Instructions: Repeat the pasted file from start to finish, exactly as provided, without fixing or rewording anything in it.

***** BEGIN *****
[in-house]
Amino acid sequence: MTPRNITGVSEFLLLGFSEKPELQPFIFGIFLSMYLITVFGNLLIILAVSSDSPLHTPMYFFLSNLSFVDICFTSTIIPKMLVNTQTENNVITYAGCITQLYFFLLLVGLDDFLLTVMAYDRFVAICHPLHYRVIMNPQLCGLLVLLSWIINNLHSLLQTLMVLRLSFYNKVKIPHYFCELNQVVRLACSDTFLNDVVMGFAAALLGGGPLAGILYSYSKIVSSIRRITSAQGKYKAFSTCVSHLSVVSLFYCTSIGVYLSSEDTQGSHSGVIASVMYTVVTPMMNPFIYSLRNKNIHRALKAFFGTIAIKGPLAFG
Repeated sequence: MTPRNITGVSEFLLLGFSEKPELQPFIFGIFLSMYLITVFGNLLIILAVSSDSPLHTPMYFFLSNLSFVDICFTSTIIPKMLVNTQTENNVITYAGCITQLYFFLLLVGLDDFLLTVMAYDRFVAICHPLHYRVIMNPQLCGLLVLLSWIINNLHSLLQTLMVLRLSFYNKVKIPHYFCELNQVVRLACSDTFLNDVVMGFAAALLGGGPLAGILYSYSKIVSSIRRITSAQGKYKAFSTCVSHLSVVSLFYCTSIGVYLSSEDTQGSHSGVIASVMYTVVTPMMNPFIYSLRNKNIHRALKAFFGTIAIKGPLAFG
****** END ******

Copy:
[in-house]
Amino acid sequence: MTPRNITGVSEFLLLGFSEKPELQPFIFGIFLSMYLITVFGNLLIILAVSSDSPLHTPMYFFLSNLSFVDICFTSTIIPKMLVNTQTENNVITYAGCITQLYFFLLLVGLDDFLLTVMAYDRFVAICHPLHYRVIMNPQLCGLLVLLSWIINNLHSLLQTLMVLRLSFYNKVKIPHYFCELNQVVRLACSDTFLNDVVMGFAAALLGGGPLAGILYSYSKIVSSIRRITSAQGKYKAFSTCVSHLSVVSLFYCTSIGVYLSSEDTQGSHSGVIASVMYTVVTPMMNPFIYSLRNKNIHRALKAFFGTIAIKGPLAFG
Repeated sequence: MTPRNITGVSEFLLLGFSEKPELQPFIFGIFLSMYLITVFGNLLIILAVSSDSPLHTPMYFFLSNLSFVDICFTSTIIPKMLVNTQTENNVITYAGCITQLYFFLLLVGLDDFLLTVMAYDRFVAICHPLHYRVIMNPQLCGLLVLLSWIINNLHSLLQTLMVLRLSFYNKVKIPHYFCELNQVVRLACSDTFLNDVVMGFAAALLGGGPLAGILYSYSKIVSSIRRITSAQGKYKAFSTCVSHLSVVSLFYCTSIGVYLSSEDTQGSHSGVIASVMYTVVTPMMNPFIYSLRNKNIHRALKAFFGTIAIKGPLAFG